Dozens of teachers from Morgan Park High School wearing the now ubiquitous red shirts demonstrated in front of the 19th Ward Office Tuesday morning as the second day of Chicago's teachers strike carried on.
They were there to express their concerns about the city's public school system as well as to demand a response about a recent letter Ald. Matt O'Shea and 32 other aldermen sent to union president Karen Lewis over the weekend.
"We are disappointed that you signed this letter," said Ian Randolph, a Spanish teacher and the union delegate for .
The letter in question urged Lewis to keep children in school during the contract talks and was not sent to Chicago Public Schools or the board's leaders.
"I did not intend for it to be a shot at teachers, I am 100 percent supportive of teachers," O'Shea told a group of about one dozen teachers who were invited into his offices for a meeting.
O'Shea stressed his connection to public school teachers telling the group that his wife and many family members are also CPS educators.
"I 100 percent support the organized labor families of our community, frankly it's the backbone of our community," he said. "What I was saying in that letter was please stay at the table, I know you're close and while you negotiate a fair contract for teachers keep the kids in their seats. I was wrong to not think that it was going to balloon into this and for that I am sorry."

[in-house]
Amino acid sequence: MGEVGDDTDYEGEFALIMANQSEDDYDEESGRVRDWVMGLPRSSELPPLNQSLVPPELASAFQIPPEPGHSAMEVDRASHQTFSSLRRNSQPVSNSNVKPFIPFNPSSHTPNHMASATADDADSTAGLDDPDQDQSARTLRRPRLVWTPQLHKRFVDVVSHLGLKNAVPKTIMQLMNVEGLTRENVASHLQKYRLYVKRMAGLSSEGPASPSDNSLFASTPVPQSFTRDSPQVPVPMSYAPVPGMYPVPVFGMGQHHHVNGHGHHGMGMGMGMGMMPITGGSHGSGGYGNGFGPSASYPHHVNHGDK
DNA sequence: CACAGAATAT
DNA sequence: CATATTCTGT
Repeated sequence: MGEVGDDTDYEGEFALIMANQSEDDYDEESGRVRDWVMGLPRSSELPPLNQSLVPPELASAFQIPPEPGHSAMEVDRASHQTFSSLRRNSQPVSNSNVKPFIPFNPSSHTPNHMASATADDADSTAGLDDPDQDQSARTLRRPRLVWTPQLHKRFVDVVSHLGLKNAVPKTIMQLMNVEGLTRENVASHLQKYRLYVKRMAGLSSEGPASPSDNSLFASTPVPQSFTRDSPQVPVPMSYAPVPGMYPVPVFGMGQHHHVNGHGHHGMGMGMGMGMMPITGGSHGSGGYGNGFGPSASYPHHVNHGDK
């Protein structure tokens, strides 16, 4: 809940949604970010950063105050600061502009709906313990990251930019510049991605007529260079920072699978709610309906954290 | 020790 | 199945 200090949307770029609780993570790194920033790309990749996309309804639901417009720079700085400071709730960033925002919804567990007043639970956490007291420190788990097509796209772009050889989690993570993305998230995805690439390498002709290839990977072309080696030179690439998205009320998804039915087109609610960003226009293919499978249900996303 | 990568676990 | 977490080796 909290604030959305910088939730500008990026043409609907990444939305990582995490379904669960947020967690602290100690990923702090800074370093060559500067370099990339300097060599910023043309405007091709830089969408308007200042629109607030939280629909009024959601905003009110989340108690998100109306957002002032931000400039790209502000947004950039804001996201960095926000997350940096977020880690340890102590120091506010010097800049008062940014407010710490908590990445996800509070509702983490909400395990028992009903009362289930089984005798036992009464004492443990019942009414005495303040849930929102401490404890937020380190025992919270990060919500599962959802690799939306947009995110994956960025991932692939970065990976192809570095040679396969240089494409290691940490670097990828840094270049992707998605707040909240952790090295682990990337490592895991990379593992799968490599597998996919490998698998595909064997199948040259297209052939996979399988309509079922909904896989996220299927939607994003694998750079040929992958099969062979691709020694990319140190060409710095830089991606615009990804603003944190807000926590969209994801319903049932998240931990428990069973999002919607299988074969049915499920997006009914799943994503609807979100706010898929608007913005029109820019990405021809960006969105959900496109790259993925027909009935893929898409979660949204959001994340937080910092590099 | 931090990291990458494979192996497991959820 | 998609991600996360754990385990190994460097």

James Fitzgerald, a social studies teacher at Morgan Park, took issue with a line in the letter that focused on the importance of continuing athletic games because for many students sports are their path to college scholarships.
He named a host of top schools that Morgan Park students have been accepted to thanks to their academic performance.
"If there are students that are going to be in pursuit of academic scholarships they need to be sure they are in classrooms that have smaller class sizes, material available to them and teachers that are experienced and continue to be rewarded for continuing there own education," Fitzgerald said before O'Shea arrived.
The teachers also brought up the physical conditions of the school which is currently undergoing a $19 million renovation. A lack of air conditioning has resulted in several students and staff members being taken out by ambulance after being affected by the heat.
O'Shea cited a laundry list of 19th Ward schools that are in need of major renovations and relief from overcrowding. It is an issue and problem he said plans to tackle.
"That's where I want dollars to go, not to charter schools," O'Shea said.
O'Shea won major applause when he said he will continue to work to make the 19th Ward a charter school free zone.
Among other problems Morgan Park teachers say they have are overcrowded classrooms and having to make due with a counselor and nurse available only a few days a week.